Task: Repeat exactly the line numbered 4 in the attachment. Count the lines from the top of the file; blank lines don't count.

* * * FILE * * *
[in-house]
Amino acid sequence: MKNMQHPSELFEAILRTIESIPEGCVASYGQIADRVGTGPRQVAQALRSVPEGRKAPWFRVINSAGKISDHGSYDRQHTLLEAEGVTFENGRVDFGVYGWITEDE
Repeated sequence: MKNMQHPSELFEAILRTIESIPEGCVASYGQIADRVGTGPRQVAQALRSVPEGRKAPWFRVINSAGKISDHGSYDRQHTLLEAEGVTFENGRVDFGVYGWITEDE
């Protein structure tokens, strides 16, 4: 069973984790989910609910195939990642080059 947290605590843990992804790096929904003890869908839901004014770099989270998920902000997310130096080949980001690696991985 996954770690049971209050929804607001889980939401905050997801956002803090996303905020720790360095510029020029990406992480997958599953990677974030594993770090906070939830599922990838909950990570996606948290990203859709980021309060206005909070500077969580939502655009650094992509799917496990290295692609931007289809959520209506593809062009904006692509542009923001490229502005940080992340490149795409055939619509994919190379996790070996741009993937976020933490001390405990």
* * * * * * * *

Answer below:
């Protein structure tokens, strides 16, 4: 069973984790989910609910195939990642080059 947290605590843990992804790096929904003890869908839901004014770099989270998920902000997310130096080949980001690696991985 996954770690049971209050929804607001889980939401905050997801956002803090996303905020720790360095510029020029990406992480997958599953990677974030594993770090906070939830599922990838909950990570996606948290990203859709980021309060206005909070500077969580939502655009650094992509799917496990290295692609931007289809959520209506593809062009904006692509542009923001490229502005940080992340490149795409055939619509994919190379996790070996741009993937976020933490001390405990």